In Christopher Sergel’s dramatization of Harper Lee’s ground-shaking novel, the entire audience becomes the jury—sitting in judgment of nigger Tom Robinson (Dion Johnstone, whose courtroom scene drives Susan H. Schulman’s production to emotional heights that can’t be matched before or after). He’s been charged with the rape of Mayella Ewell (Dayna Tekatch oozes unrepentant hate, fuelled by shame, that wouldn’t be out of place if she ever plays Karla Homolka). But it seems that Mayella has the taste for beyond-the-“code” black meat, and is caught kissing and clutching the too-naïve-by-half Tom when her drunkard father, Robert E. Lee Ewell (Wayne Best infuses the role with copious amounts of all-too-believable menace and gall) arrives home unexpectedly.
Daddy Ewell wants nothing more than Tom’s death so that he can feel avenged and go back to being the exclusive molester of his teenage daughter. In 1935 small-town Alabama, what’s so wrong about that?
Still, unlike speedy justice meted out with sickening regularity by the Ku Klux Klan, Tom will go on trial. His lawyer is Maycomb’s mild-mannered, champion of social justice, Atticus Finch (veteran Peter Donaldson), who knows that his chances for acquittal are virtually non-existent from a jury (all male, of course) drawn from a population that’s “not fighting Yankees [but] fighting our friends.”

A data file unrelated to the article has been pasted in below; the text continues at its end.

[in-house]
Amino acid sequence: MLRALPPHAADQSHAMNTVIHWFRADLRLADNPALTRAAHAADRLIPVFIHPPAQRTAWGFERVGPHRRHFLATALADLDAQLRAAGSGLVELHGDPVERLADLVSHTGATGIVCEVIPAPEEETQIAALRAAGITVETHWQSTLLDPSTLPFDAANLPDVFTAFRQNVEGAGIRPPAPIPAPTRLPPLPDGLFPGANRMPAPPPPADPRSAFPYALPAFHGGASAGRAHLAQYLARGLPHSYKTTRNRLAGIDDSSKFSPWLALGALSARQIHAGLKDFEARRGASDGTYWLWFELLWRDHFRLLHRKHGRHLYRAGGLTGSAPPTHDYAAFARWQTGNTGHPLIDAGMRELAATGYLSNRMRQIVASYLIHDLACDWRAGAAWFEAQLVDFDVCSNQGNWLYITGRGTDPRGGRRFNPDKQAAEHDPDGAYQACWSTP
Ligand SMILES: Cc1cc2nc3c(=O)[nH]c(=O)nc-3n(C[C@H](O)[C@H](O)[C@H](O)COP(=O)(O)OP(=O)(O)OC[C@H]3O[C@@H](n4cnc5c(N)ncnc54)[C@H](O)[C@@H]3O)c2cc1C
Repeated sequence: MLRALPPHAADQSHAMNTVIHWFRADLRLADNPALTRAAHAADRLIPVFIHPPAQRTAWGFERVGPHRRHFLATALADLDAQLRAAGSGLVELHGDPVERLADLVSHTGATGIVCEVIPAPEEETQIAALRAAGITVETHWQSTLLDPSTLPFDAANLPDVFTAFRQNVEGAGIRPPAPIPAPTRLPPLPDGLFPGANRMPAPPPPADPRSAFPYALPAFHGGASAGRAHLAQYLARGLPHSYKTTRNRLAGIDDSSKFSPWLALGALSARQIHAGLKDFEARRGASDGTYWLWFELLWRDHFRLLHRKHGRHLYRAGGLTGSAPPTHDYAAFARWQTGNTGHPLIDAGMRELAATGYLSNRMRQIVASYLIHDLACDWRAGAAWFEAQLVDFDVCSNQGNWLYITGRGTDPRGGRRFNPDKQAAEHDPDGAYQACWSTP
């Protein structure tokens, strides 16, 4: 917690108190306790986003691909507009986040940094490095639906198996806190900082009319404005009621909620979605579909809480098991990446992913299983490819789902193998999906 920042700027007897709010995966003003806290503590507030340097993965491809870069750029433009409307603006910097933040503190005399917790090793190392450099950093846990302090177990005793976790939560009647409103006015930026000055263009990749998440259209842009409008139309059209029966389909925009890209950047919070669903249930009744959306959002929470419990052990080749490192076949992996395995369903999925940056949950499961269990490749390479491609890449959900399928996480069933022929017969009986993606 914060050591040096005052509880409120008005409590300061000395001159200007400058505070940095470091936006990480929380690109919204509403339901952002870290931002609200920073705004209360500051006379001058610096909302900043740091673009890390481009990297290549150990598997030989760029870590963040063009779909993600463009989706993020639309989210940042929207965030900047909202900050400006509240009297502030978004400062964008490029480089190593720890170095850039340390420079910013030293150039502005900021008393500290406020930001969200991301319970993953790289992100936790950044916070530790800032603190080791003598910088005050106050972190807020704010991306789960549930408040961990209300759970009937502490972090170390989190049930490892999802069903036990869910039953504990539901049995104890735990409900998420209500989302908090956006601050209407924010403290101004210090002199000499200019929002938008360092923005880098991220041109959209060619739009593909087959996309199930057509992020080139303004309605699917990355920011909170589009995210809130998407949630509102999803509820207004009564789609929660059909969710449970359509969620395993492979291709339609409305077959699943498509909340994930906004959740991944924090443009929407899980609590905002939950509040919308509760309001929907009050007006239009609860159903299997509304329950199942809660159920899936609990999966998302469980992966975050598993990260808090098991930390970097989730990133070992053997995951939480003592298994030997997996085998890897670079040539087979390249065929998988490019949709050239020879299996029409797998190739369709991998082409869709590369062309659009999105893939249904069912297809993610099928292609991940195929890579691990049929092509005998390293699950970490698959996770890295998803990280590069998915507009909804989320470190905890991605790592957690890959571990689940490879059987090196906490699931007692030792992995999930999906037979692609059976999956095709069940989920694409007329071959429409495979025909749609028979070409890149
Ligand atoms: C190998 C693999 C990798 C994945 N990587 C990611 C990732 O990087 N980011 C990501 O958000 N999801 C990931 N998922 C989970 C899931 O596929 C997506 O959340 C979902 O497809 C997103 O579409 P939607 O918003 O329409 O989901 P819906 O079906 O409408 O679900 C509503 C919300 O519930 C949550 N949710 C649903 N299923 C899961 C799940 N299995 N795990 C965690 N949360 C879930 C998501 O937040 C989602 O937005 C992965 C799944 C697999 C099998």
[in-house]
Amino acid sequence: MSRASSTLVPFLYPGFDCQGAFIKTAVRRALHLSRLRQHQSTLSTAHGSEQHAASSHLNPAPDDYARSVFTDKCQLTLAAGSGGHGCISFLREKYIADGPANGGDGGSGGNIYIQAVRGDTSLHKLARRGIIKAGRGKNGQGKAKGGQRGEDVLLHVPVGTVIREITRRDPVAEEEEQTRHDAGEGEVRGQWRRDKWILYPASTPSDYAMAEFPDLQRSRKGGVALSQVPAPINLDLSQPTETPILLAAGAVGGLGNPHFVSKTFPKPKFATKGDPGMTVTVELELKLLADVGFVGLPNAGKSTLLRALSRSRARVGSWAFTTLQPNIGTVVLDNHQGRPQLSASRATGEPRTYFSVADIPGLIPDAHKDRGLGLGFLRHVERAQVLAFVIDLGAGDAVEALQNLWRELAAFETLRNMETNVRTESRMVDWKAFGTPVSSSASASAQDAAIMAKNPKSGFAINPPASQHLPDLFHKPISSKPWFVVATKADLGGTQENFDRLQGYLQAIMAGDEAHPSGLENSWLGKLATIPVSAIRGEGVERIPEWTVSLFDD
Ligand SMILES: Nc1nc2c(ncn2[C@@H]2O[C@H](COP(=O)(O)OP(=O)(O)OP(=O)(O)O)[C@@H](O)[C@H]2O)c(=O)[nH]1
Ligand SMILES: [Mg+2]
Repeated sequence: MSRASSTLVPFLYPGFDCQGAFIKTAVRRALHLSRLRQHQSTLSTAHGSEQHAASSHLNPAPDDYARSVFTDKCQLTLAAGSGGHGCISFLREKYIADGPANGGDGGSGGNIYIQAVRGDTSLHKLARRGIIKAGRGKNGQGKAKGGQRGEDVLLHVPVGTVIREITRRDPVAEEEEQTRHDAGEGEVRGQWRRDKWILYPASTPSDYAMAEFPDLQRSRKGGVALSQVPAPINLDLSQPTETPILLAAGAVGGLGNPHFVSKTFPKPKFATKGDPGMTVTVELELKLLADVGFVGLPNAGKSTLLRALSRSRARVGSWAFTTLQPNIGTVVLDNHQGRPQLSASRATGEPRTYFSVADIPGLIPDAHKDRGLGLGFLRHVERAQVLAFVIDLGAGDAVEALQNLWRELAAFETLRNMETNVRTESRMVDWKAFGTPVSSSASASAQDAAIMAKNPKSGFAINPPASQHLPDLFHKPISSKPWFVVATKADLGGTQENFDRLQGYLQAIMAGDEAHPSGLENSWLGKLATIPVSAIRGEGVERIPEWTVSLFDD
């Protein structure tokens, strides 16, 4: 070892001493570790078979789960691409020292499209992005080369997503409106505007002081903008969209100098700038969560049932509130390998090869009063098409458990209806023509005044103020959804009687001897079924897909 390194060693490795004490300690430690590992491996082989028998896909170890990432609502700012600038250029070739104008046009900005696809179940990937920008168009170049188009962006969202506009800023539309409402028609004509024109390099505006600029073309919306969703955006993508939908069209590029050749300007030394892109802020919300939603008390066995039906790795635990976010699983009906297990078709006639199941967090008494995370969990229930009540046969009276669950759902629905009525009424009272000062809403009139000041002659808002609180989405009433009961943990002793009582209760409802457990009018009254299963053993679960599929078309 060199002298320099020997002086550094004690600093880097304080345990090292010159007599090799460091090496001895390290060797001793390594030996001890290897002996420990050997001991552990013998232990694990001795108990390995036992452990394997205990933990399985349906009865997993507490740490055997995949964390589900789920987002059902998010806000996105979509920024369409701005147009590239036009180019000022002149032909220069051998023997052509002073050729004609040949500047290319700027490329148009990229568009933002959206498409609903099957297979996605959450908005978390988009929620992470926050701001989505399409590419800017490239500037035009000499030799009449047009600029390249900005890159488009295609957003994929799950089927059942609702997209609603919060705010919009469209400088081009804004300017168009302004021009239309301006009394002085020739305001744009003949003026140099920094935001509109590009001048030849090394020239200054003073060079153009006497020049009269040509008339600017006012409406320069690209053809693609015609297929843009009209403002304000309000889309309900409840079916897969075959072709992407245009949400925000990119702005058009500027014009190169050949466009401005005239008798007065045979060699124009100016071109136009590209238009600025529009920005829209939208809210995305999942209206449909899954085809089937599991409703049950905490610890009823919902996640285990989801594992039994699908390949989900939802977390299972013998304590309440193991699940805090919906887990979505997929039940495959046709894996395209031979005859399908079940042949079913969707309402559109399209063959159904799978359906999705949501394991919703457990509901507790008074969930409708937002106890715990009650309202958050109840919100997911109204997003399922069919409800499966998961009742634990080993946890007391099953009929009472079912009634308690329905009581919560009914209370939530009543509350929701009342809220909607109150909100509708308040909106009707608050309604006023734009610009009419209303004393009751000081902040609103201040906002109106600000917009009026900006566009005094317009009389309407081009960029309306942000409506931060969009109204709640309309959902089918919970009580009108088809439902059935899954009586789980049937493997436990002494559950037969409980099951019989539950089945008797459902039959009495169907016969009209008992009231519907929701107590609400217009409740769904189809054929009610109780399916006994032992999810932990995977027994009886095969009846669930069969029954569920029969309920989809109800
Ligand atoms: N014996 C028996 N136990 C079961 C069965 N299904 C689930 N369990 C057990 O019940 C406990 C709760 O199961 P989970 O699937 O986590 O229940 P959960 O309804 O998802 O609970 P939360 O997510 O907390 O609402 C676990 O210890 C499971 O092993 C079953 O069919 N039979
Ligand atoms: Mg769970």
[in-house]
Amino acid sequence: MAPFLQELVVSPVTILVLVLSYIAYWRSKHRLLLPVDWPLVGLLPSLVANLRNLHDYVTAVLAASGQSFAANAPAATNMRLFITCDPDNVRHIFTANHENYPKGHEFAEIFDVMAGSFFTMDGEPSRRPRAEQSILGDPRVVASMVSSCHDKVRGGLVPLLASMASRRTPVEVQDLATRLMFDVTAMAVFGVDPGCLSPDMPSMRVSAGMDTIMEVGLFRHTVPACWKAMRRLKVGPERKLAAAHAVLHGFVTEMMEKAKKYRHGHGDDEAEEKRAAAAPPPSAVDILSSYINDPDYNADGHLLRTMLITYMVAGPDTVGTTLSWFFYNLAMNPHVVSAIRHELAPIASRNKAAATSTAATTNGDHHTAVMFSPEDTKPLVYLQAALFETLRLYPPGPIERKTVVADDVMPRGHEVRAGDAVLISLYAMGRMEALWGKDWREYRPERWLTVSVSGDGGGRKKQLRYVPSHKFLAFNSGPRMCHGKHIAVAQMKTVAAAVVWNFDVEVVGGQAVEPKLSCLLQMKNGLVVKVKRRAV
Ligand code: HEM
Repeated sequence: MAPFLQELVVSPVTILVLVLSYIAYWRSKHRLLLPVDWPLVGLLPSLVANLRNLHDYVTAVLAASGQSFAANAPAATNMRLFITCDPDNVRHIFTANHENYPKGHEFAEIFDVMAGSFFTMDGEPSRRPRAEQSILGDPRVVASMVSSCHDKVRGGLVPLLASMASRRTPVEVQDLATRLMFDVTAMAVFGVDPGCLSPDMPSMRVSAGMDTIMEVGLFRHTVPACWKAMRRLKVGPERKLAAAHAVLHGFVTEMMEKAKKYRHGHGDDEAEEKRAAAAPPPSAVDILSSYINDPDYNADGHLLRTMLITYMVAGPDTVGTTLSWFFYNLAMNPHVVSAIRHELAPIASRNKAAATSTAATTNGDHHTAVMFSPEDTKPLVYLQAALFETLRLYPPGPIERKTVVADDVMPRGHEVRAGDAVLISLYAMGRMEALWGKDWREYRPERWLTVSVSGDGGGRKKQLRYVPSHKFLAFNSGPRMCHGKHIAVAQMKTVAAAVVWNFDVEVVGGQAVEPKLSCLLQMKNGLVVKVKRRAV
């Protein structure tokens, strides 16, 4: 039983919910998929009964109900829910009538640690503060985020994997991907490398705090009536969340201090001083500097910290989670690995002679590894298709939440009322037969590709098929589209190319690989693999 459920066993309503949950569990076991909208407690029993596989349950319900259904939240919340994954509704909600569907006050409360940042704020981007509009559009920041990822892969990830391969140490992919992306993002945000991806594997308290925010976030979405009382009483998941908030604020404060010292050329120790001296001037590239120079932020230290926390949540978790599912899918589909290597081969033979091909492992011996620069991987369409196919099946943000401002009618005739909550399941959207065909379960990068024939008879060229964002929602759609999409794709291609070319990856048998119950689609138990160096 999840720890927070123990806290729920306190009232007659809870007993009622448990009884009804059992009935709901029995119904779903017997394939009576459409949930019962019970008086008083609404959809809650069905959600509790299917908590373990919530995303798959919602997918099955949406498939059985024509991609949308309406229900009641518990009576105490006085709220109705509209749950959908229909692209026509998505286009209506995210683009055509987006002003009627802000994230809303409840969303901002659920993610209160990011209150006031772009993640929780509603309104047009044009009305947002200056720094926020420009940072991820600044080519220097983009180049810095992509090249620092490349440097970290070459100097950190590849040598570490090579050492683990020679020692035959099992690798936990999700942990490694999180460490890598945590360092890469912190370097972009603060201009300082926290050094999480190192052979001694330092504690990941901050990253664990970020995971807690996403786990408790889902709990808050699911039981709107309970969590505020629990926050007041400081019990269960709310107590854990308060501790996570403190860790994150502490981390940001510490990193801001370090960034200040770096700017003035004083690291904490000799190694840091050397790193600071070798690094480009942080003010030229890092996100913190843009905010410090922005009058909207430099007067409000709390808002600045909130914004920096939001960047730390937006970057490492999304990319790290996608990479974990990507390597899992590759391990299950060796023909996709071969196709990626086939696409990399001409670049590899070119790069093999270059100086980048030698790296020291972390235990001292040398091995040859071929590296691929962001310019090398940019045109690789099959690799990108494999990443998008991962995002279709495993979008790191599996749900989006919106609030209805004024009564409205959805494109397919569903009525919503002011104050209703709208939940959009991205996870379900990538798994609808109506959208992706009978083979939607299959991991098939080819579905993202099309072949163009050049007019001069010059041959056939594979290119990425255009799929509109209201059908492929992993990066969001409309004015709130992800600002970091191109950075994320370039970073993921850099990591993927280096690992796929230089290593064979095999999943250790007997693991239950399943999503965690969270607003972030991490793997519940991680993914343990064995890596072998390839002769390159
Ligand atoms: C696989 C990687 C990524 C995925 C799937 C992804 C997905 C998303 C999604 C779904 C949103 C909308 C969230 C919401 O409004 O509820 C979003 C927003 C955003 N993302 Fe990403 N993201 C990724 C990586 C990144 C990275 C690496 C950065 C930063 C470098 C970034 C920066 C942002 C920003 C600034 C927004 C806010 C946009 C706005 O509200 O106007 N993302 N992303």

Much of the play is filtered through Finch’s tomboy daughter (Abigail Winter-Culliford) and her decades-later self as the on-stage narrator (Michelle Giroux, perhaps a touch too far-removed from the events unfolding around her). Sibling Jem (Thomas Murray) and summertime friend Dill (engaging at every turn is the bespectacled Spencer Walker) serve to represent the innocence of the next generation.
But nobody’s innocent, including Tom. Fed up with the system’s tortoise-slow pace towards granting any sort of appeal, the despondent prisoner is driven to escape captivity (and probable execution). While scaling the fence (another one-arm miracle in itself), his muscular frame is riddled with 17 bullets—one has to be sure about these things.
The intensity of To Kill a Mockingbird (especially now, when racial/social/sexual profiling travesties still abound: bullying without borders) boils over in the closing moments, but more in the seats than on stage. The predominantly whitebread audience seethes in horror when “their” verdict comes back “guilty,” only to forgive themselves collectively by jumping as one to award Tom a standing ovation (this in no way downplays this actor’s obvious talent). How interesting it would be in a future production to reverse the cast and have the whites play black and vice versa. Would we, the jury, feel the same remorse? Would the black majority understand differently how their systemic oppressors played fast and loose with the truth?
And then of course, the title might well become To Kill a Finch. JWR